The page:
For the more sophisticated folk- and fairy-tale reader.

THE GLASS MOUNTAIN

TALES FROM POLAND

A satisfying retelling of eight Polish tales, paired with bold multicolor paper cuttings that employ traditional and modern motifs. 

The reteller-illustrator team has worked together before, but this time, the stories are from Pienkowski’s own home country, and Walser has combined his own research with the illustrator’s memories of childhood storytellers and his informal translations of tale variants. The reteller has made some additions, and no written sources are listed. The stories are lively and accessible, but several have dark underpinnings. “The Fern Flower” shows the evil side of humanity as Bogdan seeks to keep his magically found wealth to himself, even though he loses his mother and his dog because of his greed. Other tales include elements of stories known across cultures. “The Frog Bride” resembles “The Frog Prince,” but it also introduces Baba Jaga, similar to the Russian witch. The prince is told to destroy the frog skin of his princess so that she cannot return to her animal state, just as in the Celtic selkie stories or the Japanese crane wife tales. Walser invents a grandson for “The Trumpeter of Kraków,” the national tale of salvation, and this interpolation works. The sometimes-whimsical illustrations use silhouettes and collage and exhibit a range of clothing styles. The animals, both real and mythical, are especially effective.

For the more sophisticated folk- and fairy-tale reader.   (reteller’s foreword, illustrator’s note, glossary) (Folk tales. 8-11)

Pub Date: Sept. 23, 2014

ISBN: 978-0-7636-7320-8

Page Count: 104

Publisher: Candlewick

Review Posted Online: July 29, 2014

Kirkus Reviews Issue: Aug. 15, 2014

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Ordinary kids in an extraordinary setting: still a recipe for bright achievements and belly laughs.

WAYSIDE SCHOOL BENEATH THE CLOUD OF DOOM

Rejoice! 25 years later, Wayside School is still in session, and the children in Mrs. Jewls’ 30th-floor classroom haven’t changed a bit.

The surreal yet oddly educational nature of their misadventures hasn’t either. There are out-and-out rib ticklers, such as a spelling lesson featuring made-up words and a determined class effort to collect 1 million nail clippings. Additionally, mean queen Kathy steps through a mirror that turns her weirdly nice and she discovers that she likes it, a four-way friendship survives a dumpster dive after lost homework, and Mrs. Jewls makes sure that a long-threatened “Ultimate Test” allows every student to show off a special talent. Episodic though the 30 new chapters are, there are continuing elements that bind them—even to previous outings, such as the note to an elusive teacher Calvin has been carrying since Sideways Stories From Wayside School (1978) and finally delivers. Add to that plenty of deadpan dialogue (“Arithmetic makes my brain numb,” complains Dameon. “That’s why they’re called ‘numb-ers,’ ” explains D.J.) and a wild storm from the titular cloud that shuffles the school’s contents “like a deck of cards,” and Sachar once again dishes up a confection as scrambled and delicious as lunch lady Miss Mush’s improvised “Rainbow Stew.” Diversity is primarily conveyed in the illustrations.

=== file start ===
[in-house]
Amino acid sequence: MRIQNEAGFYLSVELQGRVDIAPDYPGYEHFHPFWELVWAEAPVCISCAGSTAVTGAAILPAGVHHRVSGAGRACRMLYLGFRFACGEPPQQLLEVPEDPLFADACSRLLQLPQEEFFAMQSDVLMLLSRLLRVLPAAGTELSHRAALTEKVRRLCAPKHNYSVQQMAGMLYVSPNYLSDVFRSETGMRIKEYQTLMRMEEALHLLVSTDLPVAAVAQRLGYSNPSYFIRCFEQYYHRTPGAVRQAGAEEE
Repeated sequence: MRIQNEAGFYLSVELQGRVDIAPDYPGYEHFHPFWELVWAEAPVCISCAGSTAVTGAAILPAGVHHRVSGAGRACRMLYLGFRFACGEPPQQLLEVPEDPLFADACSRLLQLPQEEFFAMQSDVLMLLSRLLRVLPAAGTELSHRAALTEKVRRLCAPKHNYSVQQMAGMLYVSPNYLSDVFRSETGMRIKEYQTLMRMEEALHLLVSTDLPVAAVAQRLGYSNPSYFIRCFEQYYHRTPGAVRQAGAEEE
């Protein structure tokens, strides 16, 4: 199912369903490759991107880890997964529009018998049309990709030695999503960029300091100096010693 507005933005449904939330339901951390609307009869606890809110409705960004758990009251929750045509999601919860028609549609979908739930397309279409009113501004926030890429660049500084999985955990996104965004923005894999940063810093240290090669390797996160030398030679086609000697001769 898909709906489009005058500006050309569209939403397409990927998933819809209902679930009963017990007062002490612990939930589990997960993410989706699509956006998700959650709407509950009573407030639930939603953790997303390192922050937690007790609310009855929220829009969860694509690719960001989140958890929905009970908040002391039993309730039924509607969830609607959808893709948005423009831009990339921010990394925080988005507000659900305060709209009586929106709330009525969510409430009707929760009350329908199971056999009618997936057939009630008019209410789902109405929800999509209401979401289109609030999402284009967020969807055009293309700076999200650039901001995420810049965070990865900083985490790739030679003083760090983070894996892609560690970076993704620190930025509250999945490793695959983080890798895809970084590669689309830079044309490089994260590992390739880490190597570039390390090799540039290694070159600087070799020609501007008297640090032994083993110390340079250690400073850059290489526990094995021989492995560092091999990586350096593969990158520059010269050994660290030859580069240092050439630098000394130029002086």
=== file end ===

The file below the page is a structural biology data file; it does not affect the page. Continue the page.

Ordinary kids in an extraordinary setting: still a recipe for bright achievements and belly laughs. (Fiction. 9-11)

Pub Date: March 3, 2020

ISBN: 978-0-06-296538-7

Page Count: 192

Publisher: Harper/HarperCollins

Review Posted Online: Sept. 29, 2019

Kirkus Reviews Issue: Nov. 1, 2019

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This revenger’s comedy, dotted with references to classic plays and philosophical concepts, will be a joy for pranksters and...

THE TERRIBLE TWO GET WORSE

From the Terrible Two series , Vol. 2

When pranking perfection meets the seemingly unprankable foe, who gets the last laugh?

Terrible Two Niles and Miles have been merrily pranking their favorite targets, Principal Barkin and his dim, loathsome son Josh, at school and in town all autumn long. Fed up with the plague of pranks, former Principal Barkin (father of the current one) stages a coup d’état at a school board meeting and takes back his old job. This new-old Principal Barkin is draconian in his control of the school. He hangs a sign counting the days since the last prank…which, since he avows there is no prank if no one reacts (and he never reacts), means there have been no pranks. Miles and Niles despair as one after another of their complex, devious plots are ignored. School becomes unbearable until they seek help from a most unlikely source. Can three succeed where two have failed? John and Barnett’s sophomore effort is as much fun as series opener The Terrible Two (2015). The boys’ history as rivals and their home lives barely receive mention here, so the first volume is a must-read—no hardship. Cornell’s line drawings add to the goofy, deadpan experience.

This revenger’s comedy, dotted with references to classic plays and philosophical concepts, will be a joy for pranksters and seekers of a good-hearted laugh. (Fiction. 8-11)

Pub Date: Jan. 12, 2016

ISBN: 978-1-4197-1680-5

Page Count: 224

Publisher: Amulet/Abrams

Review Posted Online: Sept. 16, 2015

Kirkus Reviews Issue: Oct. 1, 2015

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